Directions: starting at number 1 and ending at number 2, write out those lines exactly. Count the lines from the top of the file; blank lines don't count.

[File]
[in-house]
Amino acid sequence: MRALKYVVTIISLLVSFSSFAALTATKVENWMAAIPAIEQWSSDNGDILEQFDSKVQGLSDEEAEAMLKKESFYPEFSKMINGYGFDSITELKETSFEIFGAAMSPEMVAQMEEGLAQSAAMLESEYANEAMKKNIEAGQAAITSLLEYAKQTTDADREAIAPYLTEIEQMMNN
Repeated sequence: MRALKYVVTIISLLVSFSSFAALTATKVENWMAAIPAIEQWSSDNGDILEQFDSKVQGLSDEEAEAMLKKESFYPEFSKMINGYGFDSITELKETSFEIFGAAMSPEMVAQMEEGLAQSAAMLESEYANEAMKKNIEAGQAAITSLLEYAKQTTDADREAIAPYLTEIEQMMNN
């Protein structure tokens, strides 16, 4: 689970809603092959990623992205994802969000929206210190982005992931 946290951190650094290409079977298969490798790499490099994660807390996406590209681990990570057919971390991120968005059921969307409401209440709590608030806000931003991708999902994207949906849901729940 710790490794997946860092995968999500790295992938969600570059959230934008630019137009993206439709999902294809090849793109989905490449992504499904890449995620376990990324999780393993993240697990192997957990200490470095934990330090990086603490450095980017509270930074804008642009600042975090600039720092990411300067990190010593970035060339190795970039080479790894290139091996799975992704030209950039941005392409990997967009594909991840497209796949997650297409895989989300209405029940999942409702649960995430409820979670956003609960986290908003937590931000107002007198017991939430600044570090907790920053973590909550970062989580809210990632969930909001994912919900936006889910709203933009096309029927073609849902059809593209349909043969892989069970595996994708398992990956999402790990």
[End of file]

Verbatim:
[in-house]
Amino acid sequence: MRALKYVVTIISLLVSFSSFAALTATKVENWMAAIPAIEQWSSDNGDILEQFDSKVQGLSDEEAEAMLKKESFYPEFSKMINGYGFDSITELKETSFEIFGAAMSPEMVAQMEEGLAQSAAMLESEYANEAMKKNIEAGQAAITSLLEYAKQTTDADREAIAPYLTEIEQMMNN